Syphilis Predicts HIV Incidence Among Men and Transgender Women Who Have Sex With Men in a Preexposure Prophylaxis Trial

Clin Infect Dis 2014 June 16 

Marc M. Solomon1,2, Kenneth H. Mayer4,5, David V. Glidden2, Albert Y. Liu3, Vanessa M. McMahan1, Juan V. Guanira6, Suwat Chariyalertsak7, Telmo Fernandez8, and Robert M. Grant1,2 for the iPrEx Study Teama

+ Author Affiliations

1The Gladstone Institutes

2University of California

3Bridge HIV, San Francisco Department of Public Health, California

4Fenway Health, Beth Israel Deaconess Medical Center, Fenway Institute

5Harvard Medical School, Boston, Massachusetts

6Investigaciones Medicas en Salud, Lima, Peru

7Research Institute for Health Sciences and Department of Community Medicine, Faculty of Medicine, Chiang Mai University, Thailand

8Fundacion Ecuatoriana Equidad, Guayaquil, Ecuador

Correspondence: Marc M. Solomon, MD, MPH, 1650 Owens St, 5th Floor, San Francisco, CA 94158 (

Syphilis infection may potentiate transmission of human immunodeficiency virus (HIV). We sought to determine the extent to which HIV acquisition was associated with syphilis infection within an HIV preexposure prophylaxis (PrEP) trial and whether emtricitabine/tenofovir (FTC/TDF) modified that association.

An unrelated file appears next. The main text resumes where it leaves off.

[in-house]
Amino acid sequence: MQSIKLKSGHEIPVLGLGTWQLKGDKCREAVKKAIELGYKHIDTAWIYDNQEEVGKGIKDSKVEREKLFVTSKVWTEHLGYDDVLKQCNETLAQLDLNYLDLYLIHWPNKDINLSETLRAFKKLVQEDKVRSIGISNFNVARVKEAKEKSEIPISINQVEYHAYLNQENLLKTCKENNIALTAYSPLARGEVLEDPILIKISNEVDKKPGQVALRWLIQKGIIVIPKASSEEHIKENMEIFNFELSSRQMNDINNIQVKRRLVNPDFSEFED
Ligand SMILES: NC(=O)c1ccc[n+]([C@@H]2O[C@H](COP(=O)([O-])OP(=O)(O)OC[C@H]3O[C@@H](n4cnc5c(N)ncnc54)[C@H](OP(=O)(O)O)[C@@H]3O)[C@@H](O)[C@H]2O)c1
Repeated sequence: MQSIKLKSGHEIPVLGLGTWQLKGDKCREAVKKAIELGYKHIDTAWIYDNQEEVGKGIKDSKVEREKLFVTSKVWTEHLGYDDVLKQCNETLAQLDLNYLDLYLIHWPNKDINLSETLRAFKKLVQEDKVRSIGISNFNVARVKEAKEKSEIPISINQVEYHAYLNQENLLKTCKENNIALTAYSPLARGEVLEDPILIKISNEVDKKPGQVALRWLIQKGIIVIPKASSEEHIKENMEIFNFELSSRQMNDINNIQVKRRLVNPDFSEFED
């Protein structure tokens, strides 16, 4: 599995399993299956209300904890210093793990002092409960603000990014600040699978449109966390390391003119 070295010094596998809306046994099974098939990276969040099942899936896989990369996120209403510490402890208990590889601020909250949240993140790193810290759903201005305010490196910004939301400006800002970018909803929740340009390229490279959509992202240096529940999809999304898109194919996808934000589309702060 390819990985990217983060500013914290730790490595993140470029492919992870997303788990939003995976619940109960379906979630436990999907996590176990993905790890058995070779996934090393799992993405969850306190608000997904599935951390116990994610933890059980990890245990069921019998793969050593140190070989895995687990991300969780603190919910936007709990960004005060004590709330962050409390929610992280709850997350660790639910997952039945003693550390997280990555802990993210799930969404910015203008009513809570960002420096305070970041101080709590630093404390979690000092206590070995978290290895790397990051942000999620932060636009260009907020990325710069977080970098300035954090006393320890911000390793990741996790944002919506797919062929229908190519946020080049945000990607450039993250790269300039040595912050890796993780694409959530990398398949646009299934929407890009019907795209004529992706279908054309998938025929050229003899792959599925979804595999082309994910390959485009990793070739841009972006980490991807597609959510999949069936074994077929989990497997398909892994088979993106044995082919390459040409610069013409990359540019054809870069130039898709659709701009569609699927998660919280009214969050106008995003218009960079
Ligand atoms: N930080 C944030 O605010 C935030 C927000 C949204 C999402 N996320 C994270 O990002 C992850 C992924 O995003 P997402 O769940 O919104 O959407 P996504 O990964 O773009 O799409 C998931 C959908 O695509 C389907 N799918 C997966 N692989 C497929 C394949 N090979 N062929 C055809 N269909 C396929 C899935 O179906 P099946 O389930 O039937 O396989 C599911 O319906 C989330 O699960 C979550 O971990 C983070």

The Preexposure Prophylaxis Initiative (iPrEx) study randomly assigned 2499 HIV-seronegative men and transgender women who have sex with men (MSM) to receive oral daily FTC/TDF or placebo. Syphilis prevalence at screening and incidence during follow-up were measured. Hazard ratios for the effect of incident syphilis on HIV acquisition were calculated. The effect of FTC/TDF on incident syphilis and HIV acquisition was assessed.


Of 2499 individuals, 360 (14.4%) had a positive rapid plasma reagin test at screening; 333 (92.5%) had a positive confirmatory test, which did not differ between the arms (FTC/TDF vs placebo, P = .81). The overall syphilis incidence during the trial was 7.3 cases per 100 person-years. There was no difference in syphilis incidence between the study arms (7.8 cases per 100 person-years for FTC/TDF vs 6.8 cases per 100 person-years for placebo, P = .304). HIV incidence varied by incident syphilis (2.8 cases per 100 person-years for no syphilis vs 8.0 cases per 100 person-years for incident syphilis), reflecting a hazard ratio of 2.6 (95% confidence interval, 1.6–4.4; P < .001). There was no evidence for interaction between randomization to the FTC/TDF arm and incident syphilis on HIV incidence.


In HIV-seronegative MSM, syphilis infection was associated with HIV acquisition in this PrEP trial; a syphilis diagnosis should prompt providers to offer PrEP unless otherwise contraindicated.


July 19, 2014 at 10:26 am